(no subject)

Sean M. Burke sburke@cpan.org
Sat, 07 Dec 2002 20:13:06 -0700

At 10:08 2002-12-06 -0600, Peter_Constable@sil.org wrote:
>On 12/06/2002 06:08:33 AM "Sean M. Burke" wrote:
> >* People's orthographic/script preferences are almost always attached to
> >particular languages...
>Also, when people express language preferences, are they not typically 
>thinking in terms of text, and also expressing writing system and 
>orthography preferences?

I'd guess: typically yes for languages where literacy is widespread and/or 
where a text medium is implicated, and typically no for a potentially large 
number of other cases.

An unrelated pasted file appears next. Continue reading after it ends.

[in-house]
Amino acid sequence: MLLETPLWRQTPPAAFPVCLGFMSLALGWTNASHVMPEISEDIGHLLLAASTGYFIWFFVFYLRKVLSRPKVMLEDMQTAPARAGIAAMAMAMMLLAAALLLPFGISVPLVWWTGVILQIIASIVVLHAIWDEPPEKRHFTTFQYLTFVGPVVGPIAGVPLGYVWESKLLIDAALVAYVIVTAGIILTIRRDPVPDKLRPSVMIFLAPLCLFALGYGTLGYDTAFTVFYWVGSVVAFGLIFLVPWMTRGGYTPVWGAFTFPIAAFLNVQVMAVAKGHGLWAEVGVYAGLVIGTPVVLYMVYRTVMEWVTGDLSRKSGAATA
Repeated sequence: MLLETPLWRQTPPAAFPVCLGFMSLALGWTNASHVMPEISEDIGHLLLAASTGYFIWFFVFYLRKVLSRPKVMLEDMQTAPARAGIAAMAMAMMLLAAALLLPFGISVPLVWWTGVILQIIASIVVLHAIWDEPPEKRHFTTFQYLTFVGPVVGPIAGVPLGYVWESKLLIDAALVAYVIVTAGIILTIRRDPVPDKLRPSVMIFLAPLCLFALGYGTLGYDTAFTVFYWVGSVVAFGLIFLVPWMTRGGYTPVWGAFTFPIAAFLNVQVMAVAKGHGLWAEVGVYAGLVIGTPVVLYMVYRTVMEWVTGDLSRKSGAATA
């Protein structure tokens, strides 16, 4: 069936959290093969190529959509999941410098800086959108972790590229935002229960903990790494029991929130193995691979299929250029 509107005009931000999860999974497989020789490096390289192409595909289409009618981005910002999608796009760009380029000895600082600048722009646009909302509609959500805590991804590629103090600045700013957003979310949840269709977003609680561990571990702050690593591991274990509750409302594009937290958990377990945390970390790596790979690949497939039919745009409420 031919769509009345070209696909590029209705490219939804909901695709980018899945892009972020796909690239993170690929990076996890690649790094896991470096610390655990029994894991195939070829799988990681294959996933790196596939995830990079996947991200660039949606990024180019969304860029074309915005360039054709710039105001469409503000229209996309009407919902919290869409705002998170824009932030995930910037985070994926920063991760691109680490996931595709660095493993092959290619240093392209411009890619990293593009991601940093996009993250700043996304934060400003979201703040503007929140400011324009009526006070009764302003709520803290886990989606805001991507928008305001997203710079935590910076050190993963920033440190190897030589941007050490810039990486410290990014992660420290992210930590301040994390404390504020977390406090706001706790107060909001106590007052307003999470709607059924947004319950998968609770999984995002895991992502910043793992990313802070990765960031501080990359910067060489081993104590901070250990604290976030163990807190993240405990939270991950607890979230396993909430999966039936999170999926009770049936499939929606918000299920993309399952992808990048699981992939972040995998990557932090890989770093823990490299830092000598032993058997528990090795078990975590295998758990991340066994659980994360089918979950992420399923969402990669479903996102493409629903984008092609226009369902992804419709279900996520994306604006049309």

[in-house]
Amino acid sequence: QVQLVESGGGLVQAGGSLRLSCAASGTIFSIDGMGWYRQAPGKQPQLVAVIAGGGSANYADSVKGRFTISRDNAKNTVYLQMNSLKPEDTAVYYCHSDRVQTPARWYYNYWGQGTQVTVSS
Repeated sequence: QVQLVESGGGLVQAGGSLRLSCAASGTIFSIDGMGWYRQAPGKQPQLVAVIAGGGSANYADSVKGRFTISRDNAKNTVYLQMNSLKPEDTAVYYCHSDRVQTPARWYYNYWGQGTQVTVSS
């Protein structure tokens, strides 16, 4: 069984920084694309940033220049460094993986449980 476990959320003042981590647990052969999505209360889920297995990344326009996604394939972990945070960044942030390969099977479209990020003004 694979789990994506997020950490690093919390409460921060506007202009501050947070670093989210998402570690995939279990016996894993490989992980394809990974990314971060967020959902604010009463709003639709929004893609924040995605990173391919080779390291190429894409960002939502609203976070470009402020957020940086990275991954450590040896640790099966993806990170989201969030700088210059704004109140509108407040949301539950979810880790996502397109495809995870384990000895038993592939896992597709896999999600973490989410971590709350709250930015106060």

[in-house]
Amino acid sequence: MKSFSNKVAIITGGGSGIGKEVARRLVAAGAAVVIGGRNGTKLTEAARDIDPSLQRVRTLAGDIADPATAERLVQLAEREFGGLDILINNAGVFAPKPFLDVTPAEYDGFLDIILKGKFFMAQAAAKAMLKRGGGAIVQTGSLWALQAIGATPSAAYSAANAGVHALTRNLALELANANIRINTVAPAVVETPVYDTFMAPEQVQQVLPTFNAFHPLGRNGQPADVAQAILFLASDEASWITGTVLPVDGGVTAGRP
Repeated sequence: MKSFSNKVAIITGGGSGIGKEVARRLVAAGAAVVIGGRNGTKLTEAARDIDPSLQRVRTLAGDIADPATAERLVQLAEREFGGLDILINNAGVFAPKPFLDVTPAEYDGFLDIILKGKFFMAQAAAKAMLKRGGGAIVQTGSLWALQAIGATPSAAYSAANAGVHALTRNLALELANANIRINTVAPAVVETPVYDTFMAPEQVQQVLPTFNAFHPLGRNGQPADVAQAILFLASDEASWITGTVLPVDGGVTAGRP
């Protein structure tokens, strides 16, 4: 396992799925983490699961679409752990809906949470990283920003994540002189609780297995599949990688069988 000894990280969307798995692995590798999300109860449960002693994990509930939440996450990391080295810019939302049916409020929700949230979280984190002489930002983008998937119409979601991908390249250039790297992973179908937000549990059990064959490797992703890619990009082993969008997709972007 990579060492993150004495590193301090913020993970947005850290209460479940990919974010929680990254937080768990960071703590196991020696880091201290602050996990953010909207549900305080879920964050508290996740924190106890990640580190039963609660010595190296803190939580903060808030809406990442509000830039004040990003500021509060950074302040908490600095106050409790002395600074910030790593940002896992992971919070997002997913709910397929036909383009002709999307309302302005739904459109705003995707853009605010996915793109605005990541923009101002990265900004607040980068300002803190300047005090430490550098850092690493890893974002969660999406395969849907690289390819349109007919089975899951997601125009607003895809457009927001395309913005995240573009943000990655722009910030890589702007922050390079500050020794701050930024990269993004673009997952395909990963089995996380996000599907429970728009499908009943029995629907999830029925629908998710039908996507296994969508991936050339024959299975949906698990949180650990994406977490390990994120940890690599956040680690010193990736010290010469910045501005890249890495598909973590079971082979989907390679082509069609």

For example, the public radio station here in New Mexico does a voter guide 
show in several local languages -- i.e., taking the descriptions of the 
ballot parts (candidates for posts; bond measures; referendums, etc.) and 
reading them in translation.  So there's 20 minutes of the voter guide in 
Laguna, 20 minutes in Zuni, 20 minutes in Navajo, etc.

So imagine the radio station has those as mp3s on their web site (which 
would be a shocking display of competence, but note that I use the word 
"imagine").  If their web page said "The voter guide show is available in 
several languages.  Which language would you prefer?  * Zuni    * 
Navajo    * Laguna  [...etc]".
Ditto if the voter guide were on some kind of dial-in touch-tone menu system.

Clearly, on the Internet, text is historically the privileged "default" 
medium, but I think of that as a non-essential (but common) detail.

Sean M. Burke    http://search.cpan.org/author/sburke/